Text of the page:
Ever start a new exercise program, or perhaps a new diet? How long does it last? A month, a week, a day?
Maybe you never even started it – you thought about it, but when it came time to put the pedal to the metal, it just didn’t happen.
We all do this all the time. We get on the wagon of good health and then slide off when the going gets a bit rough.
I had a patient in my office the other day who needed to exercise – both to lose weight and to gain back strength after a hip replacement. She told me every time she had started an exercise program in the past, she failed within a few days. Her question was what should she do, what might increase her odds?
A new study published in the American Journal of Health showed how exercise is a team sport. I’m not talking about exercising as a team but teaming up with others to improve your efforts. That’s different.
Researchers recruited nearly 300 employees of a midsize company, challenging them to walk 7,000 steps a day and dividing them into groups.
If you’ve ever worn a pedometer, a FitBit or my favorite activity monitor a MisFit (I love the name, by the way), you know that 7,000 steps a day is an appropriate challenge. Yes, when you’re young and have the time you can hit 10,000 steps a day with the blink of an eye, but try going to work at a sedentary job and also managing household responsibilities and you’ll immediately see that 7,000 is about right.
Everyone in the challenge was told how they were doing and how their team was doing throughout the day. For the first three-month period, if their team got to 7,000 steps, everyone was entered into a lottery with a 1-in-5 chance of getting $35 and a 1-in-100 chance of getting $350. If their team didn’t make the grade, they didn’t enter the lottery.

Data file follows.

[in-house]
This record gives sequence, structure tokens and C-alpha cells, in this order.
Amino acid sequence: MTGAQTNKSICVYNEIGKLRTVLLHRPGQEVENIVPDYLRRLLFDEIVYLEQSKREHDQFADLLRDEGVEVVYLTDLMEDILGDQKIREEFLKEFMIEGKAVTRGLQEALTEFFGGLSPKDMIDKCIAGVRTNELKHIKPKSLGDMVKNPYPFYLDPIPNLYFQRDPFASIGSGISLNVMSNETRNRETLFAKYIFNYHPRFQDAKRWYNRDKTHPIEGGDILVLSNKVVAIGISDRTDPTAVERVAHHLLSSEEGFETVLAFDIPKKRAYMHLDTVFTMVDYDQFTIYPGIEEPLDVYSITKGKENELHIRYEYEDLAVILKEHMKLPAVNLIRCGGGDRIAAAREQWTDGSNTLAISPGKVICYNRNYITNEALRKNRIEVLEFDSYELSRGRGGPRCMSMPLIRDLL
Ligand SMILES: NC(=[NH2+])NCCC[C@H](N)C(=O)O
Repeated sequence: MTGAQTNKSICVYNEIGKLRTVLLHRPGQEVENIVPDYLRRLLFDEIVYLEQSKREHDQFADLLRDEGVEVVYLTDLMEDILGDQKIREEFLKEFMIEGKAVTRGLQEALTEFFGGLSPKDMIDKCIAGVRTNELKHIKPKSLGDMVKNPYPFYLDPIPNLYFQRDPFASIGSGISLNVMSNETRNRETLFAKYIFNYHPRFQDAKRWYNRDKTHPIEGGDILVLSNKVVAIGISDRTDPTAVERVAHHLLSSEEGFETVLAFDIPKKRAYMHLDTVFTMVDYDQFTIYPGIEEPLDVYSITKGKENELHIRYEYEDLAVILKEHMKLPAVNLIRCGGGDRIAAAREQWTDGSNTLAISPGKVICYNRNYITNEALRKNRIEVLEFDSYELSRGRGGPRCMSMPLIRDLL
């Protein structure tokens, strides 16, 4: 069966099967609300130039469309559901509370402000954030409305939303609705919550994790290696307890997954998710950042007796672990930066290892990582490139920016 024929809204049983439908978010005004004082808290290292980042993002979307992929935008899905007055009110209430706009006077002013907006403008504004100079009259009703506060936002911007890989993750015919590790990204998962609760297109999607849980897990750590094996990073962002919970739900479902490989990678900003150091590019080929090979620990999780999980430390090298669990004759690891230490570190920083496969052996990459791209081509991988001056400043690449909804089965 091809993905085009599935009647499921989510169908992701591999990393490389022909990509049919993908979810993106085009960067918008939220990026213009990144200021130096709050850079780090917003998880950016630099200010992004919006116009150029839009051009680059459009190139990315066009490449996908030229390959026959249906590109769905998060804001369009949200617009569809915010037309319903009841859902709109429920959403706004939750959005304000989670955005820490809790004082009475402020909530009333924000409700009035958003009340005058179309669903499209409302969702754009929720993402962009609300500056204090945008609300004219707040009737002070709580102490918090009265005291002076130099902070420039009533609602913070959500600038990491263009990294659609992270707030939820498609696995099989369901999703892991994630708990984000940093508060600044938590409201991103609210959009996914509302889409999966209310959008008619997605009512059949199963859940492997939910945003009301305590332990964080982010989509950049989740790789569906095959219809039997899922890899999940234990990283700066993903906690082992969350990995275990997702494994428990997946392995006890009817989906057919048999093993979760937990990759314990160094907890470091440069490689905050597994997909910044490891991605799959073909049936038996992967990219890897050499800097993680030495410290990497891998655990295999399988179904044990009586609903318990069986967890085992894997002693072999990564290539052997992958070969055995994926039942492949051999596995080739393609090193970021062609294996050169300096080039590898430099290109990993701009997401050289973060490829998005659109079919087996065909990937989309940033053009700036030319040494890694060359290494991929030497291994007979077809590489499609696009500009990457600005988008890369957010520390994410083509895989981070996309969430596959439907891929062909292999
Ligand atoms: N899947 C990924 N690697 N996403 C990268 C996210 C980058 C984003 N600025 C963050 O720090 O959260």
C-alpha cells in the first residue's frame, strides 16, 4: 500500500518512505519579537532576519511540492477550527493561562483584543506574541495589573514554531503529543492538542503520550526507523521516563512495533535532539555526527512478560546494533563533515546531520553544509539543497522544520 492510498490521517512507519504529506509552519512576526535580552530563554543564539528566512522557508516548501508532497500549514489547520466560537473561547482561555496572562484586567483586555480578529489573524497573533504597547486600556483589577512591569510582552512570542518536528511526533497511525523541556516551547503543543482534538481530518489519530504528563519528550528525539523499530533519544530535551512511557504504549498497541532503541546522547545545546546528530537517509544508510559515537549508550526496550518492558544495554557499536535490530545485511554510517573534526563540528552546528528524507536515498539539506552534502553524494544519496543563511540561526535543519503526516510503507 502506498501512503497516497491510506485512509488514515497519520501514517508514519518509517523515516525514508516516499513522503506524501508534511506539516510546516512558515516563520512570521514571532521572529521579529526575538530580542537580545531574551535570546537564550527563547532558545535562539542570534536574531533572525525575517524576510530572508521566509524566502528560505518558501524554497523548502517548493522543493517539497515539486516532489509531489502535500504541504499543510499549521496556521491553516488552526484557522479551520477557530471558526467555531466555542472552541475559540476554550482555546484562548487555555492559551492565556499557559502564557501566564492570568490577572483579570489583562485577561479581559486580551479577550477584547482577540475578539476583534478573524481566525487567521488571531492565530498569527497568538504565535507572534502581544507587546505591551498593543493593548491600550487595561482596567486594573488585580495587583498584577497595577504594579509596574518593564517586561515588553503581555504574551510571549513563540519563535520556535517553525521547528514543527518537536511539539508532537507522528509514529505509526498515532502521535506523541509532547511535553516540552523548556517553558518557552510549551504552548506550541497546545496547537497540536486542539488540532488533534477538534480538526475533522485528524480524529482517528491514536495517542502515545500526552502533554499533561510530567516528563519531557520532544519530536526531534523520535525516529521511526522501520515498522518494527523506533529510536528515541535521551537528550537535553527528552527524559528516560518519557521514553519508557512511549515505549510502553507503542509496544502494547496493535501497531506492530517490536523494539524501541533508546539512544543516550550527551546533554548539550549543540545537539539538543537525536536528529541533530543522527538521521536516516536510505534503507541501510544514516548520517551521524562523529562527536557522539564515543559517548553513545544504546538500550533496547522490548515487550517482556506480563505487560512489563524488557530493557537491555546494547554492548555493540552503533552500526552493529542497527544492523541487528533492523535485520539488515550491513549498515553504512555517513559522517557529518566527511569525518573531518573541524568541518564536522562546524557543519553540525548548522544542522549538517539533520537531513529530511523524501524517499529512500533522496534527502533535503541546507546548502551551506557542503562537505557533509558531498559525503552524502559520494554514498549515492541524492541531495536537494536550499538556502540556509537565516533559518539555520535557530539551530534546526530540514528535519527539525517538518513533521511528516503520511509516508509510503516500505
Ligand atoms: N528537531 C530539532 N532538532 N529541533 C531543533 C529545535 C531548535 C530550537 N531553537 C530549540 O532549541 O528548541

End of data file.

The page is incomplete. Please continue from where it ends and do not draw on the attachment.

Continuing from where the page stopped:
For the second three-month period, participants still got the feedback on how their team was doing, but no financial incentive.
Researchers found the highest step totals were when the financial incentive was in play, with about 50 percent of the people hitting the 7,000-step mark. When the incentive was dropped, the scores dropped, too – only one in three were hitting the goal.
Still, 33 percent isn’t bad when you look at exercise compliance. It’s usually down in the single-digit range.
Last year, I wrote about another study involving the team concept – it had to do with smoking. When two people decide to quit together, the success rate nearly quadruples. And diet and weight-loss studies show the same thing: Joining with a friend or relative can give you better results.
The take-home message I find fascinating about this latest study is that it uses smartphone technology combined with smart-device technology to give us instant feedback on how we’re doing.
I was a psychology major in college. One thing I learned over and over again is that immediate feedback is better than delayed feedback. As parents, Penny and I learned the same things teaching our kids – telling them when we were pleased (or not) with what they were doing was better if we did it right after the event.
My spin: Exercising, eating right or quitting a bad habit such as smoking works best if you do it with someone else. And getting immediate feedback every day also helps you stay on track to stay well.
Dr. Zorba Paster is a family physician, professor at University of Wisconsin School of Medicine and Public Health, and host of the public radio program “Zorba Paster on Your Health,” which airs at noon Wednesdays on 91.1 FM, and noon Sundays on 91.9 FM. His column appears twice a month in The Spokesman-Review. He can be reached at askzorba@ doctorzorba.com.
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